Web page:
The PUB has announced its choice of builder for Singapore's fourth desalination plant, which will allow it to boost treated sea water supply by nearly 25 per cent in 2020 and bring the Republic closer to self-sufficiency.
It picked Temasek-linked Keppel Corp's infrastructure arm, diversifying the range of companies it works with on these strategic projects.
National water agency PUB announced yesterday that Keppel Infrastructure Holdings was the "preferred bidder", edging out six other local and international companies.
They included Hyflux, which constructed the country's first two desalination plants.
HSL Constructors is in the midst of constructing the third, expected to be completed next year. The firm did not bid for this tender.
Both Hyflux and HSL Constructors are from the private sector.
The fourth plant in Marina East, which will treat both fresh and sea water, will be completed in 2020. It will increase water supply by 30 million gallons per day (mgd). The first three plants produce 130 mgd.
The move will help build a more weather-resilient water supply even as the nation's water needs are expected to more than double by 2060. Singapore currently uses 430 million gallons each day, with around half of the demand met by imported water. The goal is to have desalination and Newater capacities meet up to 85 per cent of Singapore's water needs by 2060.
Mr Chua Soon Guan, PUB's deputy chief executive of policy and development, said of the new plant: "As a source independent of weather fluctuations, it is resilient against the vagaries of climate change and bolsters the reliability of our water supply against prolonged periods of dry spells and droughts.
"We have plans to expand Singapore's desalination capacity to meet up to 30 per cent of our future water needs."
Keppel Infrastructure said the plant will use reverse osmosis and other "advanced membrane technology", but said it could not provide more details until the agreements are finalised and executed.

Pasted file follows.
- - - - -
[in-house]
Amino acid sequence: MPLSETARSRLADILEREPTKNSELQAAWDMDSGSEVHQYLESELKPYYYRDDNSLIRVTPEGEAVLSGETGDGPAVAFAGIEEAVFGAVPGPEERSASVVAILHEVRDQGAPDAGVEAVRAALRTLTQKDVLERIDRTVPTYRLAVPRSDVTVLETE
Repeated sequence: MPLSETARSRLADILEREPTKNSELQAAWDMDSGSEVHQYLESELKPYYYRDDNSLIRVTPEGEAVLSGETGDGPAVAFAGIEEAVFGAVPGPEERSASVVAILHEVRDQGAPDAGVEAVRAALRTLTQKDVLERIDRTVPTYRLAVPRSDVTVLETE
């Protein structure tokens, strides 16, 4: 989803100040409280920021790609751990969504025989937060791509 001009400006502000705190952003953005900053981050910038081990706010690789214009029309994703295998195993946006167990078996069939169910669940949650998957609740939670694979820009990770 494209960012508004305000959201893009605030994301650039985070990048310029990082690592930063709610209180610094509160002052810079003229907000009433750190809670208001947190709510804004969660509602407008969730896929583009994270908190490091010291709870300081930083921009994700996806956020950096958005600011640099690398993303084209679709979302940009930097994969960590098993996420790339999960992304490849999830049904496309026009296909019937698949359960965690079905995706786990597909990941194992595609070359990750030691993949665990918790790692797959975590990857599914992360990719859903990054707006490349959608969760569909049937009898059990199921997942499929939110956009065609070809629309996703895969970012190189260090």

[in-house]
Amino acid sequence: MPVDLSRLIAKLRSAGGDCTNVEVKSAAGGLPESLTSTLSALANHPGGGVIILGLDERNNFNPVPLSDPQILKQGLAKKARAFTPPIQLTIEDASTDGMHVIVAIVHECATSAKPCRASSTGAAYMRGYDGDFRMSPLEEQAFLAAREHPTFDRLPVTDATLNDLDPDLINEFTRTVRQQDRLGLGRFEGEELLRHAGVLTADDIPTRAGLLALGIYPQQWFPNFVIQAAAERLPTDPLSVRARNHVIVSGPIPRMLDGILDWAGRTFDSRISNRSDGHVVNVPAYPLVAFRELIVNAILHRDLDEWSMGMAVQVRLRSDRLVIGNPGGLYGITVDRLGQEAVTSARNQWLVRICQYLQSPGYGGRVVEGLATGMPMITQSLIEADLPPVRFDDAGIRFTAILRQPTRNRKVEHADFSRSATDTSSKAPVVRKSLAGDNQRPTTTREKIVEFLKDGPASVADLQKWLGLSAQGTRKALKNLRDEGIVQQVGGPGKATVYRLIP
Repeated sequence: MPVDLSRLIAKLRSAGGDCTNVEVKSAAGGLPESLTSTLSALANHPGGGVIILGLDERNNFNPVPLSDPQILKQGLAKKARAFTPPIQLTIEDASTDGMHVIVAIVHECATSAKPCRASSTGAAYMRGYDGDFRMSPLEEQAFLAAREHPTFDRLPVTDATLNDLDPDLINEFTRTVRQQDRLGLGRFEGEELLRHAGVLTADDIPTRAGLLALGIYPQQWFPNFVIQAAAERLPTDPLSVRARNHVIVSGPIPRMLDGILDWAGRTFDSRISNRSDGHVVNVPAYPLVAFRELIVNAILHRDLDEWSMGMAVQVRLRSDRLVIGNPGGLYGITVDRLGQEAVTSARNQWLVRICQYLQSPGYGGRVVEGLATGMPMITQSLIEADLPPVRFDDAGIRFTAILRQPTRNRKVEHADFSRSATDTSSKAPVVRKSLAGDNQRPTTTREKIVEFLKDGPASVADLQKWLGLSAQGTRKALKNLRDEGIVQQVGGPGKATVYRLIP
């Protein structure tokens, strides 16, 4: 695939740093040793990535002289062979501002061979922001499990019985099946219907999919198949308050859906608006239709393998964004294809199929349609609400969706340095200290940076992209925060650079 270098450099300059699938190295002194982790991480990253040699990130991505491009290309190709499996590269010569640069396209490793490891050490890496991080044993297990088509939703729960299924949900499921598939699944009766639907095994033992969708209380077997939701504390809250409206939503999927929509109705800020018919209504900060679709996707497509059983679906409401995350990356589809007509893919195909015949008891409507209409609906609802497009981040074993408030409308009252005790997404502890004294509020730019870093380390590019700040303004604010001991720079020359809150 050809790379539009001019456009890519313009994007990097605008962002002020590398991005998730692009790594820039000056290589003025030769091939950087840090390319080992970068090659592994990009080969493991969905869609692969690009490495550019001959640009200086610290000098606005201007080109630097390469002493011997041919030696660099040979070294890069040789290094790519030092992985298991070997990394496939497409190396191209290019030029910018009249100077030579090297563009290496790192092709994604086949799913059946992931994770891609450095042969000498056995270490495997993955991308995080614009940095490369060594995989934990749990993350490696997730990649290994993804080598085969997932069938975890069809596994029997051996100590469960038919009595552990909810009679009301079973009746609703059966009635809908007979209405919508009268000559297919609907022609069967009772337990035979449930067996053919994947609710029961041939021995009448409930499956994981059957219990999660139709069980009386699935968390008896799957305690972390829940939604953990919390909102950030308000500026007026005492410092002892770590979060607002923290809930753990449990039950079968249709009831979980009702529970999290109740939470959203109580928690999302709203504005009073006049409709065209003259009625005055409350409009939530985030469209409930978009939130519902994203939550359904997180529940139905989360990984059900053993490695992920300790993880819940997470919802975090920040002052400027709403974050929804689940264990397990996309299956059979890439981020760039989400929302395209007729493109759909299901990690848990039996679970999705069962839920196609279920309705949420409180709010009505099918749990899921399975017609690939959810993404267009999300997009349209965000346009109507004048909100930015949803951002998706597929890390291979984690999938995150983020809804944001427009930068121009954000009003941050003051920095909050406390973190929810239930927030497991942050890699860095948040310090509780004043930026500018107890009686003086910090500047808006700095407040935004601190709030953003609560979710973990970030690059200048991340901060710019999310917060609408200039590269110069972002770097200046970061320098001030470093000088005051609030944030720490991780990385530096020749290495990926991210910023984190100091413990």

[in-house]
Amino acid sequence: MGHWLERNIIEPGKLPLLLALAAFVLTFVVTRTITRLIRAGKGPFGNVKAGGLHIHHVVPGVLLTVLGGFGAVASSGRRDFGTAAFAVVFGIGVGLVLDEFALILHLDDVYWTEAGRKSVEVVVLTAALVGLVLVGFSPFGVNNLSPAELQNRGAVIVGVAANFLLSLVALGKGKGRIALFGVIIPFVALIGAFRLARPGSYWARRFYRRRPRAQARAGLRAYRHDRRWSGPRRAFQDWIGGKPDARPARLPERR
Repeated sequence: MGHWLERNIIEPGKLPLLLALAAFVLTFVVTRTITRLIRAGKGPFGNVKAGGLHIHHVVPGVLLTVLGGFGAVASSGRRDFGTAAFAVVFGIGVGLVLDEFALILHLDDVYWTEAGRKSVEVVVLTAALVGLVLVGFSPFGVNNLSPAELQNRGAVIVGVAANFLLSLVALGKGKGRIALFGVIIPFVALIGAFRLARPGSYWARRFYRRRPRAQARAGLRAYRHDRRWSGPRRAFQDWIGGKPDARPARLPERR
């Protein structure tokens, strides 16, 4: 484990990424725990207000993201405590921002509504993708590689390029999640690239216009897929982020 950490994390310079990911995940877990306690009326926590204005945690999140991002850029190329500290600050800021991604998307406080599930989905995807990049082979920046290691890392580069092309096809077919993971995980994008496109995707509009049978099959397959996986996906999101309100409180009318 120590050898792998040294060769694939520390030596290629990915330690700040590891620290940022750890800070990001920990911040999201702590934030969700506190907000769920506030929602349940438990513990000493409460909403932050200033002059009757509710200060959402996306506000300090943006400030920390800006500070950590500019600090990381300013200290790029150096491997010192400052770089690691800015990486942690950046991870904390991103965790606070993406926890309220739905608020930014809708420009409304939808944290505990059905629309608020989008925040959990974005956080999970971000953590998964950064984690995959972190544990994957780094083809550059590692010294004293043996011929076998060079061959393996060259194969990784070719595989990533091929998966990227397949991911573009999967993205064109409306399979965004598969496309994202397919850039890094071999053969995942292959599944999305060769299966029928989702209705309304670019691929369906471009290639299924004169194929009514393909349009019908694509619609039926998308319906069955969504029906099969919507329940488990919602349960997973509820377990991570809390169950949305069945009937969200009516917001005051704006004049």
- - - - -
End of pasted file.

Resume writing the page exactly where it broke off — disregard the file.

Professor Neal Chung, principal investigator at the Environmental Research Institute, said it is important for Singapore to have multiple companies with such capabilities, such that it does not put all its eggs in one basket.
However, the challenge on the horizon, he added, is finding a way to keep energy consumed through the desalination process low. Conventional reverse osmosis - the method used to turn sea water into drinkable water - is known to be an energy guzzler. "The key is to produce water at low energy, hence reducing the cost as well," said Prof Chung, who is also from NUS' department of chemical and biomolecular engineering.
Similar to the first two desalination plants in Tuas, the fourth desalination plant will be constructed under a Design, Build, Own and Operate arrangement.
Keppel Infrastructure will sign the Water Purchase Agreement with PUB by next month. It will supply water to PUB over a 25-year period from 2020 to 2045, at a first-year price of around $1.08 per cubic metre.
PUB said the plant's close proximity to the Marina Reservoir provides the opportunity to treat water from the reservoir or the sea. It added that the structures will be located outside the water sports areas and so will not affect such activities.